Coronavirus Recovery

Medically Reviewed by Dan Brennan, MD on January 03, 2023
5 min read

Most people who get COVID-19, the disease caused by a coronavirus called SARS-CoV-2, will have only mild illness. But what exactly does that mean?

Mild COVID-19 cases still can make you feel lousy. But you should be able to rest at home and recover fully without a trip to the hospital. Here’s what to expect and how to take care of yourself.

Scientists and researchers are constantly tracking infections and recoveries. But they have data only on confirmed cases, so they can’t count people who don’t get COVID-19 tests. Experts also don’t have information about the outcome of every infection.

On average about 98.2% of known COVID-19 patients in the U.S. survive, but each individual’s chance of dying from the virus will vary depending on their age, whether they have an underlying health condition and whether they are vaccinated. While people who are vaccinated can still get infected, these “breakthrough” cases are rare, and vaccines dramatically reduce severe illness and death.

Not everyone who catches COVID-19 will notice symptoms. If you do get them, they may show up 2 to 14 days after your infection. And those symptoms can vary from one person to the next.

One of the most common signs is a fever, which for most adults is 100.4 F or higher. It means your body is trying to fight off an invader.

About 50% of people who become ill have a dry cough. That’s the kind that doesn’t bring up any mucus or phlegm. But about a third have a cough with mucus.

You also might feel very tired. Less commonly, your throat may be sore and your head might ache. Your muscles and joints could hurt, and you might get chills, nausea, vomiting, or diarrhea.

Some people who had COVID-19 said they had trouble taking deep breaths and felt like they had a tight band wrapped around their chest. Others have likened the illness to a bad cold. Still, others said it was the sickest they’d ever felt.

Loss of smell and taste have been reported in many cases. Some patients have skin rashes and darkened toes, called “COVID toes.”

You might feel short of breath as if you’d just run to grab a ringing phone. If so, call your doctor to ask about what you should do.

Early research suggested that it could take 2 weeks for your body to get over a mild illness or up to 6 weeks for severe or critical cases. Recovery varies for different people, depending on things like your age and overall health. Fatigue, headache, and trouble breathing were the symptoms most likely to linger.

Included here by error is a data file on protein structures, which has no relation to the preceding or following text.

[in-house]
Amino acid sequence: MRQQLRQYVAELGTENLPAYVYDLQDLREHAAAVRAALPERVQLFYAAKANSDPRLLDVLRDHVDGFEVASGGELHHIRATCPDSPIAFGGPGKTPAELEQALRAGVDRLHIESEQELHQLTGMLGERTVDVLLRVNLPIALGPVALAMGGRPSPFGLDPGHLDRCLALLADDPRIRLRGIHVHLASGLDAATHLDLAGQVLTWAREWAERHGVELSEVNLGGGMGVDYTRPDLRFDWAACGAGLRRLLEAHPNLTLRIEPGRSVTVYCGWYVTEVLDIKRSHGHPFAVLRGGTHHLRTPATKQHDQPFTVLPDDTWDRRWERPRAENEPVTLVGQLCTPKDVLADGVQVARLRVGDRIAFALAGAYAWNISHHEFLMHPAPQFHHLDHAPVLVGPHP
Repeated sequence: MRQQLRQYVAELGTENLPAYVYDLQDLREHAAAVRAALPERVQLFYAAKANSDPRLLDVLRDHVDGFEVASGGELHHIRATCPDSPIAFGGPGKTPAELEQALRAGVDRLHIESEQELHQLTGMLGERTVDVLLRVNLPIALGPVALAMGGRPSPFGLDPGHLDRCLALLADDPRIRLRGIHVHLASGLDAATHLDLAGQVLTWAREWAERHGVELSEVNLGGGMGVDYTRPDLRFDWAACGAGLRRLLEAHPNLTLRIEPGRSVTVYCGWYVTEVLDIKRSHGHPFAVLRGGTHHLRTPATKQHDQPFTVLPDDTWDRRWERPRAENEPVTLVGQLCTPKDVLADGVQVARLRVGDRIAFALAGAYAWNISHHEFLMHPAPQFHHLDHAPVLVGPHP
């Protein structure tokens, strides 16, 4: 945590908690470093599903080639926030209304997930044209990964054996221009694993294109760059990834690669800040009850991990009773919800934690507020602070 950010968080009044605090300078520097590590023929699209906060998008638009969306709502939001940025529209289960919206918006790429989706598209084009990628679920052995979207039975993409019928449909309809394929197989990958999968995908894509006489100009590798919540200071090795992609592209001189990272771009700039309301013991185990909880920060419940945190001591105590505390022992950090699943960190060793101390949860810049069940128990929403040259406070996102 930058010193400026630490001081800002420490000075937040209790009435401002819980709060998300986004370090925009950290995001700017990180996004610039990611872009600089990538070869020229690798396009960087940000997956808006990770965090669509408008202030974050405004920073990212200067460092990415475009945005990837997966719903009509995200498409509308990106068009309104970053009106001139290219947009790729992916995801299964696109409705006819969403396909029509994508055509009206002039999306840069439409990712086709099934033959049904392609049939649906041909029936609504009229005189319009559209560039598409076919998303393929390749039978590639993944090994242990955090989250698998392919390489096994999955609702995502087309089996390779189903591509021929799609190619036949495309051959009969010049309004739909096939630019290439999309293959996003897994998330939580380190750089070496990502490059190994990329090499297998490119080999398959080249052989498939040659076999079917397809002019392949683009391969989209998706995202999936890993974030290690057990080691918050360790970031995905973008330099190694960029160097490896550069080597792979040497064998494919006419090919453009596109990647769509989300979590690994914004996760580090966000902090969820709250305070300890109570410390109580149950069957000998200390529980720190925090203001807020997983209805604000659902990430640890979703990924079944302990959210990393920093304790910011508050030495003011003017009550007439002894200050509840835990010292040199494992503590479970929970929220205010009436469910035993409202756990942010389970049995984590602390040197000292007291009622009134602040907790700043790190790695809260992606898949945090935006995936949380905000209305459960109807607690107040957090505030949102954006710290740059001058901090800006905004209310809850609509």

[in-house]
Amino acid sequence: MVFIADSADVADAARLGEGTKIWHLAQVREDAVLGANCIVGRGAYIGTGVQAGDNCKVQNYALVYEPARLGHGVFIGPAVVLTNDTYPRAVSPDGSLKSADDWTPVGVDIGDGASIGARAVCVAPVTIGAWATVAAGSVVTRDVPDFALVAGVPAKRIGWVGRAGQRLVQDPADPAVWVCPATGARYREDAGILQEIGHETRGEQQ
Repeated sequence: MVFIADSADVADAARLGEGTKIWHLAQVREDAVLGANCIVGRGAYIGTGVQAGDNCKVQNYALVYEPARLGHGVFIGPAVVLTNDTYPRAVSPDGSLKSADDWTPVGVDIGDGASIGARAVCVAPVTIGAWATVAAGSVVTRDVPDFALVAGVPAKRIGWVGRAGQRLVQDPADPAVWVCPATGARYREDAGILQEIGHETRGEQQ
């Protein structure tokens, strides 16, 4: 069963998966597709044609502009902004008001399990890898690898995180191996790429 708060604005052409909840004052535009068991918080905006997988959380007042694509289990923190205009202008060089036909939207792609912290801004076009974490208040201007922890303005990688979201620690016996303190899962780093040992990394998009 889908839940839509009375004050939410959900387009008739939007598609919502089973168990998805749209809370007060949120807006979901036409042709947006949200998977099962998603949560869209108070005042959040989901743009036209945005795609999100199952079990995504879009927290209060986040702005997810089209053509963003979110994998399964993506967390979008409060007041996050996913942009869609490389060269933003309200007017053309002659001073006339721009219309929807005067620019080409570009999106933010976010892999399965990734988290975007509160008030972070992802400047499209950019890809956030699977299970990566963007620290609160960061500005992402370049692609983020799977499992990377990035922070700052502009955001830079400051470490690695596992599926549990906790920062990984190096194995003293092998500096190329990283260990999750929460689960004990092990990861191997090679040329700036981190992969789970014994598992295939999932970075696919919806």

CDC guidelines say that if you’ve been sick, you should isolate yourself at home until all of these things are true:

  • You haven’t had a fever for 24 hours without using a fever-reducing medicine.
  • Your symptoms are better, though they might not be totally gone.
  • It’s been at least 5 days since your symptoms started.

Regardless of when you end isolation, until at least day 11:

  • Avoid being around people who are more likely to get very sick from COVID-19.
  • Remember to wear a high-quality mask when indoors around others at home and in public.
  • Do not go places where you are unable to wear a mask until you are able to discontinue masking

A small percentage of people who have the new coronavirus need to stay in the hospital to get help breathing. It may depend on things like your age and your overall health. This might last 2 weeks or more.

Some people who have severe COVID-19 get a complication called acute respiratory distress syndrome (ARDS), which can damage your lungs and make it very hard to breathe.

If you’re severely ill, you might need treatment in an intensive care unit (ICU). Many patients who spend time in the ICU lose weight and strength.

Your medical team will work with you to treat or manage these symptoms, including exercises to boost your strength.

Long COVID happens when a range of symptoms linger after recovery, and affect your quality of life. Experts estimate that 13 million Americans have long COVID. You may notice symptoms like:

  • Mild headaches
  • Overall feeling of being unwell
  • Fatigue
  • Trouble concentrating
  • Shortness of breath

If you’ve noticed symptoms of long COVID, or you begin to feel worse and develop new symptoms, call your doctor.

After you recover from COVID-19, it’s likely that you’ll have some protection from reinfection. But reinfection does happen. The CDC continues to learn more about:

  • Who could be at a higher risk of reinfection
  • How common are reinfections
  • How severe a reinfection is compared to your first case
  • How quickly a reinfection can occur after you recover
  • Transmission risks to others after reinfection

There’s no cure for COVID-19, although if you have to stay in the hospital, some medicines may shorten your recovery.

Some of the things you can do to speed your healing are similar to how you might take care of the flu or a bad cold.

Eat healthy foods. If you feel like eating, fuel your body with the vitamins and nutrients it needs to get better. Limit sugary or highly processed foods like cookies and sodas. If you don’t have an appetite, you don’t need to try to force food down.

Drinks lots of fluids. Do this even if you don’t feel like eating. Water is always a good pick.

Lower your fever. Take acetaminophen or ibuprofen if you have a temperature or body aches. Be careful not to take more than a total of 3,000 milligrams every 24 hours, except in the case of pediatric patients. That includes acetaminophen alone as well as in medications like cold and flu pills and syrups.

Rest. Know that you’ll probably feel better eventually. If your symptoms do get worse, call your doctor.